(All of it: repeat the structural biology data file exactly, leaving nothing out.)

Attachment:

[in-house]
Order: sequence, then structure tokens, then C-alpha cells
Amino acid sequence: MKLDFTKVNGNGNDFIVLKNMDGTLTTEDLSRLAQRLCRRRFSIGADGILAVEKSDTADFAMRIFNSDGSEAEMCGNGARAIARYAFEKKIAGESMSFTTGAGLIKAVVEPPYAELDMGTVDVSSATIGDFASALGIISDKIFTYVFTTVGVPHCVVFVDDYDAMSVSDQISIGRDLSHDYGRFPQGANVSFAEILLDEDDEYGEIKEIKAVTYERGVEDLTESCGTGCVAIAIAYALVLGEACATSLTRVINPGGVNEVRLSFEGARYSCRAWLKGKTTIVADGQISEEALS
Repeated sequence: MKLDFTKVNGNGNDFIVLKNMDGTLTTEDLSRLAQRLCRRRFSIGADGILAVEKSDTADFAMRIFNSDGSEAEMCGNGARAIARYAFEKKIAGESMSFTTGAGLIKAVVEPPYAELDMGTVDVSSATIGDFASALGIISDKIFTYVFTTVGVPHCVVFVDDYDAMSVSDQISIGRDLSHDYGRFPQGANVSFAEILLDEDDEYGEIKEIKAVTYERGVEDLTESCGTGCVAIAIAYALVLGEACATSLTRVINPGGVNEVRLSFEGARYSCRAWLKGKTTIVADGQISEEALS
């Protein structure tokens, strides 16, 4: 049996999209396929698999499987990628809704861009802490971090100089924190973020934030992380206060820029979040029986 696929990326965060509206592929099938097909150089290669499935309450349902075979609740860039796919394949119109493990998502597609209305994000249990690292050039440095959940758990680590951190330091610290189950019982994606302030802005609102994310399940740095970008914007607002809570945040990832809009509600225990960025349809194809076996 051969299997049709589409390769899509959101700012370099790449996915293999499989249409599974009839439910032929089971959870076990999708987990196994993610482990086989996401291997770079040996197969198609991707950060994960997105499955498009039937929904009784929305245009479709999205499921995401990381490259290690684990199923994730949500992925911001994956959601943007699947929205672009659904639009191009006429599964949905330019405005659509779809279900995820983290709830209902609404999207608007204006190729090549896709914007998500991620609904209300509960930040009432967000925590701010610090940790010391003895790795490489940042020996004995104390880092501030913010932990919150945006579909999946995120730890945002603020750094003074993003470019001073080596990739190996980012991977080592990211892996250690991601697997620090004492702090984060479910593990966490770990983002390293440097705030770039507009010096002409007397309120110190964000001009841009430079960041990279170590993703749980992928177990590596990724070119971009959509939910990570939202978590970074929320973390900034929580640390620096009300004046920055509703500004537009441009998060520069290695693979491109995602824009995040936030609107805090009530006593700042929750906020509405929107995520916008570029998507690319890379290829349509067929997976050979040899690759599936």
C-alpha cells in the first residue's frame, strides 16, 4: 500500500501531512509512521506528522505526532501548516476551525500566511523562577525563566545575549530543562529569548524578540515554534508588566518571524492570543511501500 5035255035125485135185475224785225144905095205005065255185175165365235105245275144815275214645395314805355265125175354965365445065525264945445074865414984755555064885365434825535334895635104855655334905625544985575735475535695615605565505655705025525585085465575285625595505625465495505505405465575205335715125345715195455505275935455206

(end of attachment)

[in-house]
Order: sequence, then structure tokens, then C-alpha cells
Amino acid sequence: MKLDFTKVNGNGNDFIVLKNMDGTLTTEDLSRLAQRLCRRRFSIGADGILAVEKSDTADFAMRIFNSDGSEAEMCGNGARAIARYAFEKKIAGESMSFTTGAGLIKAVVEPPYAELDMGTVDVSSATIGDFASALGIISDKIFTYVFTTVGVPHCVVFVDDYDAMSVSDQISIGRDLSHDYGRFPQGANVSFAEILLDEDDEYGEIKEIKAVTYERGVEDLTESCGTGCVAIAIAYALVLGEACATSLTRVINPGGVNEVRLSFEGARYSCRAWLKGKTTIVADGQISEEALS
Repeated sequence: MKLDFTKVNGNGNDFIVLKNMDGTLTTEDLSRLAQRLCRRRFSIGADGILAVEKSDTADFAMRIFNSDGSEAEMCGNGARAIARYAFEKKIAGESMSFTTGAGLIKAVVEPPYAELDMGTVDVSSATIGDFASALGIISDKIFTYVFTTVGVPHCVVFVDDYDAMSVSDQISIGRDLSHDYGRFPQGANVSFAEILLDEDDEYGEIKEIKAVTYERGVEDLTESCGTGCVAIAIAYALVLGEACATSLTRVINPGGVNEVRLSFEGARYSCRAWLKGKTTIVADGQISEEALS
């Protein structure tokens, strides 16, 4: 049996999209396929698999499987990628809704861009802490971090100089924190973020934030992380206060820029979040029986 696929990326965060509206592929099938097909150089290669499935309450349902075979609740860039796919394949119109493990998502597609209305994000249990690292050039440095959940758990680590951190330091610290189950019982994606302030802005609102994310399940740095970008914007607002809570945040990832809009509600225990960025349809194809076996 051969299997049709589409390769899509959101700012370099790449996915293999499989249409599974009839439910032929089971959870076990999708987990196994993610482990086989996401291997770079040996197969198609991707950060994960997105499955498009039937929904009784929305245009479709999205499921995401990381490259290690684990199923994730949500992925911001994956959601943007699947929205672009659904639009191009006429599964949905330019405005659509779809279900995820983290709830209902609404999207608007204006190729090549896709914007998500991620609904209300509960930040009432967000925590701010610090940790010391003895790795490489940042020996004995104390880092501030913010932990919150945006579909999946995120730890945002603020750094003074993003470019001073080596990739190996980012991977080592990211892996250690991601697997620090004492702090984060479910593990966490770990983002390293440097705030770039507009010096002409007397309120110190964000001009841009430079960041990279170590993703749980992928177990590596990724070119971009959509939910990570939202978590970074929320973390900034929580640390620096009300004046920055509703500004537009441009998060520069290695693979491109995602824009995040936030609107805090009530006593700042929750906020509405929107995520916008570029998507690319890379290829349509067929997976050979040899690759599936």
C-alpha cells in the first residue's frame, strides 16, 4: 500500500501531512509512521506528522505526532501548516476551525500566511523562577525563566545575549530543562529569548524578540515554534508588566518571524492570543511501500 5035255035125485135185475224785225144905095205005065255185175165365235105245275144815275214645395314805355265125175354965365445065525264945445074865414984755555064885365434825535334895635104855655334905625544985575735475535695615605565505655705025525585085465575285625595505625465495505505405465575205335715125345715195455505275935455206